The peace game featured about 33 students from 22 training institutes across five continents. Diplomats do not represent their own countries during the simulation, while a rotating cast of three experts advise on unfolding events. Some are already junior diplomats, while others are in training.

Steven Miller, director of the Belfer Center’s international security programme at Harvard, was one of the judges.

“You can’t fully replicate the intensity of a real crisis,” he said. “But … it creates experiences that can come in useful,” he said.

Reflecting on the responses, Mr Miller said some had focused on the broader picture and not addressed the urgent questions. “You need to give yourselves time in a crisis to de-escalate That lesson is coming through today.”

Another judge and academic, Joshua White, said the artificial crisis pushed people to think in a way a relaxed training programme would not. “It is also good for people to familiarise themselves with the dynamics of a region they may not studied in depth. That builds diplomatic empathy,” said Mr White.

Hundreds of people attended the event over the two days, which featured talks, workshops and panel discussions to reflect on the trends and challenges in global diplomacy

In Anticipation of the Sixth Seal (Revelation 6:12)

Small Earthquake Strikes Off Coast Of NJ, Queens

November 15, 2018 at 2:02 pm

Filed Under:Earthquake, Local TV

NEW YORK (CBSNewYork) – There was a small earthquake off the coast of New Jersey Thursday morning.

The USGS says the 1.4-magnitude quake struck at 3:23 a.m.


Its epicenter was roughly 10 miles east of Navesink Beach, N.J. and 12 miles south of Far Rockaway, Queens

Time to Use Those Nukes (Revelation 16)

Trump ending nuclear treaty paves way for “usable” weapons

Donald Trump is welcoming the age of “usable” nuclear weapons

James Carroll

It was only an announcement, but think of it as the beginning of a journey into hell. Last week, President Donald Trump made public his decision to abrogate the Intermediate-Range Nuclear Forces Treaty (INF), a 1987 agreement with the Soviet Union. National Security Advisor John Bolton, a Cold Warrior in a post-Cold War world, promptly flaunted that announcement on a trip to Vladimir Putin’s Moscow. To grasp the import of that decision, however, quite another kind of voyage is necessary, a trip down memory lane.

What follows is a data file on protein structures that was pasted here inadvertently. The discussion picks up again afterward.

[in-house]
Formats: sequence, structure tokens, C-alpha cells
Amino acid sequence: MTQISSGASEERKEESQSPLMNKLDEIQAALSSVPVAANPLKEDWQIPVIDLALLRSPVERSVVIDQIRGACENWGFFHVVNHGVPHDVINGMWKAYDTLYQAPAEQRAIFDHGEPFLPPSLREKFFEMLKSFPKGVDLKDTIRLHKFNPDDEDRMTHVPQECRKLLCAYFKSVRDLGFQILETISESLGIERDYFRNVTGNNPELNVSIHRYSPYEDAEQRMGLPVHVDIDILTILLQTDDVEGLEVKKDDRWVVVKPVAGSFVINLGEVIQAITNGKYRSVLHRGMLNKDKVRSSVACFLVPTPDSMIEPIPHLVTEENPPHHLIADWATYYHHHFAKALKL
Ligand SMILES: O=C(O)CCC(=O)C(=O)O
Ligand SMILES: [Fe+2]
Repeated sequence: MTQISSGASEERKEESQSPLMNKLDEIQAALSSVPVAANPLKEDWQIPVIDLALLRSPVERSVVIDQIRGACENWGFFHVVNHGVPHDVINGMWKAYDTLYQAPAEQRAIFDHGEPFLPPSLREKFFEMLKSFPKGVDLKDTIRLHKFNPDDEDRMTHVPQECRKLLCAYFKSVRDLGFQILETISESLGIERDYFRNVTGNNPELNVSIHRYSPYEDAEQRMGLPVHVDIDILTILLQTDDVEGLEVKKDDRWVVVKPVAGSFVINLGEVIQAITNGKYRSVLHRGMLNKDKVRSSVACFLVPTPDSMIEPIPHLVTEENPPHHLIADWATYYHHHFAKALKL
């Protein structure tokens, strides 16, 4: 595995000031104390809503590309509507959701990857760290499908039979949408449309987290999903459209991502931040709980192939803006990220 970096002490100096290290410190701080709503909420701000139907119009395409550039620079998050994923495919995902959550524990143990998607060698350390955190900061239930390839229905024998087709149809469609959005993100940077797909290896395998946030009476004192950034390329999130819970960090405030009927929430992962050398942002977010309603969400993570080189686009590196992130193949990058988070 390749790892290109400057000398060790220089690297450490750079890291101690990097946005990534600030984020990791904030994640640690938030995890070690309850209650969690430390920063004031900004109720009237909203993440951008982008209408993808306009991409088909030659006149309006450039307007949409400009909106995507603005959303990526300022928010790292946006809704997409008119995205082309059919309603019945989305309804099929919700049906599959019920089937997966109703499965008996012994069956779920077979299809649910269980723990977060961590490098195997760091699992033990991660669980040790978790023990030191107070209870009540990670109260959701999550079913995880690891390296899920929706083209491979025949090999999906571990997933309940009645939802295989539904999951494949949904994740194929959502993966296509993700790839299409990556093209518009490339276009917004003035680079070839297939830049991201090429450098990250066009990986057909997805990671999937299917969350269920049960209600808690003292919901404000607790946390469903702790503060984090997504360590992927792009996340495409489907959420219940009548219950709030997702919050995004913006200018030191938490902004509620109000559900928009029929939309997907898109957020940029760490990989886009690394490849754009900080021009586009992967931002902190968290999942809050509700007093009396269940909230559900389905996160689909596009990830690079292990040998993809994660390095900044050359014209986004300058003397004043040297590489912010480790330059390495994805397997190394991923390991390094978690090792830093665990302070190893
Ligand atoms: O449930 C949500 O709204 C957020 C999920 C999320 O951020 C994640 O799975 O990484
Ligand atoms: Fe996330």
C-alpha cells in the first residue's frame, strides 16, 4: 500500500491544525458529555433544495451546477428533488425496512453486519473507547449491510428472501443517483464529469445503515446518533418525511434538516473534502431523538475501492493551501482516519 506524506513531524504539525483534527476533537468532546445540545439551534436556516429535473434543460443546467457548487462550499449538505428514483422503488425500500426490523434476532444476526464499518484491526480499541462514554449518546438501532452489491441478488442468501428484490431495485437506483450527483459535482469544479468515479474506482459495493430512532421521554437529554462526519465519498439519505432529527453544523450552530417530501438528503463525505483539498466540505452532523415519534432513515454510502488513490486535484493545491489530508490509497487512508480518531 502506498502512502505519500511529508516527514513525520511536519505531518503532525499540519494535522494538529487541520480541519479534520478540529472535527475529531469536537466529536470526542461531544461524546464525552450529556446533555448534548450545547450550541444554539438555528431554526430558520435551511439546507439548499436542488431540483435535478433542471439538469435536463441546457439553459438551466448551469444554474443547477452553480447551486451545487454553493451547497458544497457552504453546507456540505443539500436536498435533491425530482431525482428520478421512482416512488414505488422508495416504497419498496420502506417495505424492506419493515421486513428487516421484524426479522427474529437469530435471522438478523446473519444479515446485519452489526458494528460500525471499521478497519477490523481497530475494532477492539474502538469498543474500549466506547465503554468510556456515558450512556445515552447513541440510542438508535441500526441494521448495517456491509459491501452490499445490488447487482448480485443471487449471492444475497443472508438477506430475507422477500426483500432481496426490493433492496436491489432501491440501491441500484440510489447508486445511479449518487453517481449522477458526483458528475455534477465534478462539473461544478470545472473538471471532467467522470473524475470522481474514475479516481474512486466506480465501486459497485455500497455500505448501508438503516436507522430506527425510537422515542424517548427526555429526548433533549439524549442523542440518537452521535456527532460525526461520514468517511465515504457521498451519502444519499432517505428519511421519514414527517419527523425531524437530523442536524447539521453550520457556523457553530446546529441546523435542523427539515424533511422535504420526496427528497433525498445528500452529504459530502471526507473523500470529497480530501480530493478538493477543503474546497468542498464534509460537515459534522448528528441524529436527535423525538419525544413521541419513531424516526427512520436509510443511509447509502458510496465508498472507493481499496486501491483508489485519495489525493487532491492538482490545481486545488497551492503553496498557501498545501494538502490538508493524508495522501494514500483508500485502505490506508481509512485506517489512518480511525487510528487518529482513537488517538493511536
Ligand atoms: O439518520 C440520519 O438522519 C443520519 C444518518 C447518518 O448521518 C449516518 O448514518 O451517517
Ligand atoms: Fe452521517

That 1987 pact between Moscow and Washington was no small thing in a world that, during the Cuban Missile Crisis only 25 years earlier, had reached the edge of nuclear Armageddon. The INF Treaty led to the elimination of thousands of nuclear weapons, but its significance went far beyond that. As a start, it closed the books on the nightmare of a Europe caught between the world-ending strategies of the two superpowers, since most of those “intermediate-range” missiles were targeting that very continent. No wonder, last week, a European Union spokesperson, responding to Trump, fervently defended the treaty as a permanent “pillar” of international order.

To take that trip back three decades in time and remember how the INF came about should be an instant reminder of just how President Trump is playing havoc with something essential to human survival.

In October 1986 in Reykjavik, Iceland, the leaders of the United States and the Soviet Union, Ronald Reagan and Mikhail Gorbachev, briefly came close to fully freeing the planet from the horrifying prospect of nuclear annihilation. In his second inaugural address, a year and a half earlier, President Reagan had wishfully called for “the total elimination” of nuclear weapons. At that Reykjavik summit, Gorbachev, a pathbreaking Soviet leader, promptly took the president up on that dream, proposing — to the dismay of the aides of both leaders — a total nuclear disarmament pact that would take effect in the year 2000.

Reagan promptly agreed in principle. “Suits me fine,” he said. “That’s always been my goal.” But it didn’t happen. Reagan had another dream, too — of a space-based missile defense system against just such weaponry, the Strategic Defense Initiative (SDI), also dubbed “Star Wars.” He refused to yield on the subject when Gorbachev rejected SDI as the superpower arms race transferred into space. “This meeting is over,” Reagan then said.

Of the failure of Reykjavik, Soviet Foreign Minister Eduard Shevardnadze would then comment: “When future generations read the transcripts of this meeting, they will not forgive us.” At that point, the nuclear arsenals of the U.S. and the USSR had hit a combined 60,000 weapons and were still growing. (Five new American nuclear weapons were being added each day.) A month after Reykjavik, in fact, the U.S. deployed a new B-52-based cruise missile system in violation of the 1979 SALT II Treaty. Hawks in Moscow were pressing for similar escalations. Elites on both sides — weapons manufacturers, intelligence and political establishments, think tanks, military bureaucracies, and pundits — were appalled at what the two leaders had almost agreed to. The national security priesthood, East and West, wanted to maintain what was termed “the stability of the strategic stalemate,” even if such stability, based on ever-expanding arsenals, could not have been less stable.